I don’t ask questions, I listen for something. When I’m speaking to a person there are three things I look for in my listening. One, is there attitude which comes with honesty and candidness. Second, I listen for loyalty. I personally put loyalty at quite a high premium. Can this person be loyal, not to me [but] to what they do? I do not like leaders who are not available. And availability does not mean sitting on your chair for 12 hours doing nothing. Third, I need to know if this is someone I can work with for the next ten to 15 years. Moulding people and walking with people takes time. If you just want a job then you will quit when the next person approaches you, then I do not need to invest in you.
10. What is your message to Africa’s aspiring business leaders and entrepreneurs?
We must become bold and confident in understanding that the world has become a village. I think we must stop being entitled. I hear a lot of times people say “it is because I am an African”. I think that is a very bad message that people use as an excuse. There is nobody I have met anywhere that is unwilling to hear a good idea. Ideas don’t come dressed in black, white or Chinese. So let’s stop making excuses [and] let’s reduce our entitlement because nobody owes us anything. The best potential in the world sits here in Africa – in varied sectors from technology to real estate to agriculture. What we have to do is align ourselves, prepare ourselves and start getting positioned for what is about to happen. I don’t think we can make any more excuses.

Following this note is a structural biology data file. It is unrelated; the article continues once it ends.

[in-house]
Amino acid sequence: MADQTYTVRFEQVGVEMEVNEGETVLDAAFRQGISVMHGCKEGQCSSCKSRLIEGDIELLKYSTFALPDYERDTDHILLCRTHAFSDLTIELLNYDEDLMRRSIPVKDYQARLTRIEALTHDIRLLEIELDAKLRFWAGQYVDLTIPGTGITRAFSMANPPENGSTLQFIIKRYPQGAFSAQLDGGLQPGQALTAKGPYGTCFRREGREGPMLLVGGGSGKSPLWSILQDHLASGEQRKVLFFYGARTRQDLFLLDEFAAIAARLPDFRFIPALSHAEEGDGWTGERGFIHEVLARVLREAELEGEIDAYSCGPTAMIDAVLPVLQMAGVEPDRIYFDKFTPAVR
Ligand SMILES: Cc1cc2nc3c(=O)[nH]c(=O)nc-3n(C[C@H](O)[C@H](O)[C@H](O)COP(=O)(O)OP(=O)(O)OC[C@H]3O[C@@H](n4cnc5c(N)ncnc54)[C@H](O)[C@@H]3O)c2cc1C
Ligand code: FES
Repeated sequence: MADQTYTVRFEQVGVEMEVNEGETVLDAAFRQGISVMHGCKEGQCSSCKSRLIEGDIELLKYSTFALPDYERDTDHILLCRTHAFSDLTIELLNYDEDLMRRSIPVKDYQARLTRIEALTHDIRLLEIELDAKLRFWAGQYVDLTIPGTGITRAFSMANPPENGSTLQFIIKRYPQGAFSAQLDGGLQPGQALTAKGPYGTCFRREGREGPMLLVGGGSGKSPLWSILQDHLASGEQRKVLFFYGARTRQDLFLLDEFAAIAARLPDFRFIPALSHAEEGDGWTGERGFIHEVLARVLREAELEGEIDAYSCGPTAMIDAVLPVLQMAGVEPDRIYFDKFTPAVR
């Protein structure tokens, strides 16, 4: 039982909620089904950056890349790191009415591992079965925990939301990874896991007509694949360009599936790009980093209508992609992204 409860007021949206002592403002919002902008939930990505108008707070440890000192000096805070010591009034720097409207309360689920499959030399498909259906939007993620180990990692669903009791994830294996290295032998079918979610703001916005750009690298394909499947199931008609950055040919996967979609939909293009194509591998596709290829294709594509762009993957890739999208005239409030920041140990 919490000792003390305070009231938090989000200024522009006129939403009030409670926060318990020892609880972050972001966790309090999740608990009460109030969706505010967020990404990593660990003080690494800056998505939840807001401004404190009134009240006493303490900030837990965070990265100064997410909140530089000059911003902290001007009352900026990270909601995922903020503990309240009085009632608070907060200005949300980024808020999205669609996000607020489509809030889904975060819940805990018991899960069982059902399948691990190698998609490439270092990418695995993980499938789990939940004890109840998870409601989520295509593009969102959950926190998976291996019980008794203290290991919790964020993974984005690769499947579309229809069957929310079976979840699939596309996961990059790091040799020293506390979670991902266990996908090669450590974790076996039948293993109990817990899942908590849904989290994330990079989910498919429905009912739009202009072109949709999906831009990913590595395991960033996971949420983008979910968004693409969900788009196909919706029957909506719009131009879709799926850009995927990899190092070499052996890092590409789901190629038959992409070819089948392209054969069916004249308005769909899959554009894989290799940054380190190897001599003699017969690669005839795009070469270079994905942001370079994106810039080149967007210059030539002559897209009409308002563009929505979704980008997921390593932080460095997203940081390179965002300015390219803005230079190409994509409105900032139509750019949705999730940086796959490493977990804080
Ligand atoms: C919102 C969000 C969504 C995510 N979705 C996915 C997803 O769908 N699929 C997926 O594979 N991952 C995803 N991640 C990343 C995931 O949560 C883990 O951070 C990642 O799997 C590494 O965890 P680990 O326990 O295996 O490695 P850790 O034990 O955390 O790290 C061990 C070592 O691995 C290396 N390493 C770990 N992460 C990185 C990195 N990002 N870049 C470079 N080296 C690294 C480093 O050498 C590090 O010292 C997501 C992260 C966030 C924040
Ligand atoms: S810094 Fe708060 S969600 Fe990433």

Julian Kyula is founder and Group CEO of Mobile Decisioning Company (MODE), a Nairobi-based global financial technology company. MODE has built platforms used by telecommunications companies such as MTN and Airtel. One of its products, called Nano, allows mobile subscribers to request salary advances and receive the advance via their mobile money provider. MODE has presence in 28 countries with global offices in Nairobi, London, Delhi, Lagos, Dubai and Johannesburg. Kyula has won multiple awards including the 2012 IBM Global Entrepreneur of the Year Award. Mr Kyula is also a reverend and the senior pastor of the Nairobi-based Purpose Centre Church.